Catastrophic collision could explain enigmatic structures in comet Chury

 

Researchers have said that comets with two lobes - like 'Chury' - the comet one visited by ESA's Rosetta spacecraft are produced when the debris resulting from a destructive collision between two comets clumps together again.

According to astronomers Chury's shape can be explained by the merger of two formerly separate comets. The two comets would have to exhibit very low density and be rich in volatile elements, and therefore be moving very slowly, to enable them to come together and collide gently without exploding.

For a number of reasons it is usually assumed that this type of gentle encounter only occurred in the initial stages of the Solar System, more than four billion years ago. However, there remains a mystery: how could such fragile bodies of the size of Chury, formed so long ago, have survived until now, given that they are constantly subjected to collisions in the regions where they orbit?

Researchers now propose using numerical simulations that, during a destructive collision between two comets, only a small part of the material is pulverized at high speed and reduced to dust. However, on the sides opposite the point of impact, materials rich in volatile elements are able to withstand the collision and are ejected at relative speeds low enough for them to attract each other and re-accrete, forming many small bodies which in turn clump together to form just one. Astonishingly, this process only takes a few days, or even a few hours. In this way, the comet formed keeps its low density and its abundant volatiles, just like Chury.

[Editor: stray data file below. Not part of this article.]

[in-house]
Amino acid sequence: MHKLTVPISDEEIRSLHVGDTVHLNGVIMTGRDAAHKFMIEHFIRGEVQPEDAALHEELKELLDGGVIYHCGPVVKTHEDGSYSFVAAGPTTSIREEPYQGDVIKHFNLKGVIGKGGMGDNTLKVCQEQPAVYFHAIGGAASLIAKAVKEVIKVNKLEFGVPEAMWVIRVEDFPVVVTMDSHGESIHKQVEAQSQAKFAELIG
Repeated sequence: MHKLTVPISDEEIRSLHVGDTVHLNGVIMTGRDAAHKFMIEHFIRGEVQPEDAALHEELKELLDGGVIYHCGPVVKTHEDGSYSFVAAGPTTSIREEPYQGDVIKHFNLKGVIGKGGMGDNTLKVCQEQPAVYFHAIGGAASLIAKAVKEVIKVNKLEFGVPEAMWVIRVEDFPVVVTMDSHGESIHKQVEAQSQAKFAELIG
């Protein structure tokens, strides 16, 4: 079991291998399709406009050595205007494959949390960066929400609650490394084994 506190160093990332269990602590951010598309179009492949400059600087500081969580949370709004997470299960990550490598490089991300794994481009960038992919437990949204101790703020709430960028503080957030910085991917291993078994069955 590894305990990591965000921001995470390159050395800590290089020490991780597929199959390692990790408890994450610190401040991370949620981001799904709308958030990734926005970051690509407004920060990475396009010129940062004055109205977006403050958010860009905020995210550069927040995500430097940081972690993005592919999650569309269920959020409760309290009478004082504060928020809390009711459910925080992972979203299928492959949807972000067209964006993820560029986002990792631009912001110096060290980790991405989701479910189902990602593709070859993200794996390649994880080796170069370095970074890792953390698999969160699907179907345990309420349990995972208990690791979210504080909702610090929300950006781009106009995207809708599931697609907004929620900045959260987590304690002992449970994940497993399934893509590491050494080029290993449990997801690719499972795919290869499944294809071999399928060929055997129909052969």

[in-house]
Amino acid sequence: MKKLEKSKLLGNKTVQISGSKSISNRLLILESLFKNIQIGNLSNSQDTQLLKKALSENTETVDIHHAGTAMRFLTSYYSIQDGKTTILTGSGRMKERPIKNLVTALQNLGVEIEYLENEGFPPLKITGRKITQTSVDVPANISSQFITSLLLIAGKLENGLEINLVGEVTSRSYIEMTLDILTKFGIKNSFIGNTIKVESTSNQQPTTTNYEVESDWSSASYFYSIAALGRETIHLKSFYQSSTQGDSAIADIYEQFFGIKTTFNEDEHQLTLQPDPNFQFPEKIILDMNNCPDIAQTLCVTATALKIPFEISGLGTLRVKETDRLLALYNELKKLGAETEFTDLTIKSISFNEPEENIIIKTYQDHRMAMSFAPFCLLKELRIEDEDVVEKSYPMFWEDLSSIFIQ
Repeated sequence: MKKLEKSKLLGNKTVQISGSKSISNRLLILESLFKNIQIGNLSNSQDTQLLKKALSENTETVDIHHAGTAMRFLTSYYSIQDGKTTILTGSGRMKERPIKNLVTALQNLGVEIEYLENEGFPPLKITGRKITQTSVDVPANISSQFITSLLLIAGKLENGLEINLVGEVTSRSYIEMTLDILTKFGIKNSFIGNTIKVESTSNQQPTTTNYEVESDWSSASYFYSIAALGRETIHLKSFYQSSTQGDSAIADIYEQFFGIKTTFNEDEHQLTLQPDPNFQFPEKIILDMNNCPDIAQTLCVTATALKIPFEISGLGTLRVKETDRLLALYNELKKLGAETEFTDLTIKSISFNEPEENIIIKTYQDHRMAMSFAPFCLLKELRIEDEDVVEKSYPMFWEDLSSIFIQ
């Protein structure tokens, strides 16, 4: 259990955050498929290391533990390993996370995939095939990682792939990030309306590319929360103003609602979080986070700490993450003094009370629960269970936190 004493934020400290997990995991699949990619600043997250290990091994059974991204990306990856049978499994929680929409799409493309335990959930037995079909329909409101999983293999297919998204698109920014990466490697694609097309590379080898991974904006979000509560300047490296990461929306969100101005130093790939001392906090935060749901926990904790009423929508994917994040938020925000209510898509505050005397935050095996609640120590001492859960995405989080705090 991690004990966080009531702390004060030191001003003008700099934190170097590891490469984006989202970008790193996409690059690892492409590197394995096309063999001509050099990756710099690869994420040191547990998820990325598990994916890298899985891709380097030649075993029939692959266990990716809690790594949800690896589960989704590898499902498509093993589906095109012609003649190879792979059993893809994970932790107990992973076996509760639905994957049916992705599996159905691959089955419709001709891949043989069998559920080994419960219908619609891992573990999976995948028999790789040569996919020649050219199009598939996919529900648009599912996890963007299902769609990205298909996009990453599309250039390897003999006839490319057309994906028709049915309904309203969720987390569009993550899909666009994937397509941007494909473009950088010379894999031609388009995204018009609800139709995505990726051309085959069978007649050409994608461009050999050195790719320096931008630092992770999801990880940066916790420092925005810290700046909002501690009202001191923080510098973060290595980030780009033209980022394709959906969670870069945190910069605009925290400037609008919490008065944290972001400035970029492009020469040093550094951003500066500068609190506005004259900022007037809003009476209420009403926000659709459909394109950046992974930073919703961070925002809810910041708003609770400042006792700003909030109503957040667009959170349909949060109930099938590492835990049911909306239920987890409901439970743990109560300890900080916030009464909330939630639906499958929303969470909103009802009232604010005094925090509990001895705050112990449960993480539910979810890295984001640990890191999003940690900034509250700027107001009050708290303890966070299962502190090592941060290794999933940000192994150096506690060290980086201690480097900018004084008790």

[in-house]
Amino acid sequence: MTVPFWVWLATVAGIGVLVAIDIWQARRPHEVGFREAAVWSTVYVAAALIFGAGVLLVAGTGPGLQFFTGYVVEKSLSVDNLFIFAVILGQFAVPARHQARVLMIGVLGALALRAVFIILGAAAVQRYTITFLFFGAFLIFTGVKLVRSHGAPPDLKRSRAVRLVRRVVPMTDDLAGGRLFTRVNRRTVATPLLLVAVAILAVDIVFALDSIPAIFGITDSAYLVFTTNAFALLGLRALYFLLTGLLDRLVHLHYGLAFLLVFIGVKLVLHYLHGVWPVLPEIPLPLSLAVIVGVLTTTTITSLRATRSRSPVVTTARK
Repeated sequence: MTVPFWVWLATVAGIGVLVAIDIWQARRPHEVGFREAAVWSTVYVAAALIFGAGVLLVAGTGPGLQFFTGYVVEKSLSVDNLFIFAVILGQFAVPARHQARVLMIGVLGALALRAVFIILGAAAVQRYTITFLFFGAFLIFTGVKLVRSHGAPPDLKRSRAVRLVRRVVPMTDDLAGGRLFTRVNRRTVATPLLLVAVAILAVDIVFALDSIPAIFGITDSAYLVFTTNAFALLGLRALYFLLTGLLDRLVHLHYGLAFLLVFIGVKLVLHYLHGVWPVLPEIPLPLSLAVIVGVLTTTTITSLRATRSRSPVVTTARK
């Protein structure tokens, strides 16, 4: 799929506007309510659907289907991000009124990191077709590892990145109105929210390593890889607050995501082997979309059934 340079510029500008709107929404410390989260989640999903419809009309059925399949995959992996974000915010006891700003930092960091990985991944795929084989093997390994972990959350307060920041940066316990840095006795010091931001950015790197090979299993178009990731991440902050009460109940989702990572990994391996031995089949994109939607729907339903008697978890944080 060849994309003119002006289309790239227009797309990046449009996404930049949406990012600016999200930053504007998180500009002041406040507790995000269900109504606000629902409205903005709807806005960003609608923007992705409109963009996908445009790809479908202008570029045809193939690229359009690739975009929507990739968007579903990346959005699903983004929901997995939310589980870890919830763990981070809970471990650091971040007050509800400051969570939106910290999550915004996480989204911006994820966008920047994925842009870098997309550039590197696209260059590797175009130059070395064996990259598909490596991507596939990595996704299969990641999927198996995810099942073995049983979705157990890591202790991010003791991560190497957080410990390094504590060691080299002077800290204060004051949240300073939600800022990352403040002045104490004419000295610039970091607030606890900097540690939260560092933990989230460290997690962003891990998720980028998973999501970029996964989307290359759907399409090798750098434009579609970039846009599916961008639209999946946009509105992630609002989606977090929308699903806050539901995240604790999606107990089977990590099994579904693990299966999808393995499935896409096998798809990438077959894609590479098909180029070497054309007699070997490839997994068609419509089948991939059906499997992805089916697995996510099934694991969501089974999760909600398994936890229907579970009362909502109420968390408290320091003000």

This process is thought to be possible even in impacts at speeds of 1 km/s, which are typical in the Kuiper belt, the disc of comets extending beyond Neptune where Chury originated.

Since this type of collision between comets takes place regularly, Chury may have formed at any point in the history of the Solar System and not necessarily at its beginnings, as previously thought, thus solving the problem of its long-term survival.

This new scenario also explains the presence of the holes and stratified layers observed on Chury, which would have built up naturally during the re-accretion process, or later, after its formation.

A final point is that, during the collision that forms this type of comet, no significant compaction or heating occurs, and their primordial composition is therefore preserved: the new comets continue to be primitive objects. Even if Chury formed recently, analyzing its material will still enable us to go back to the origins of the Solar System.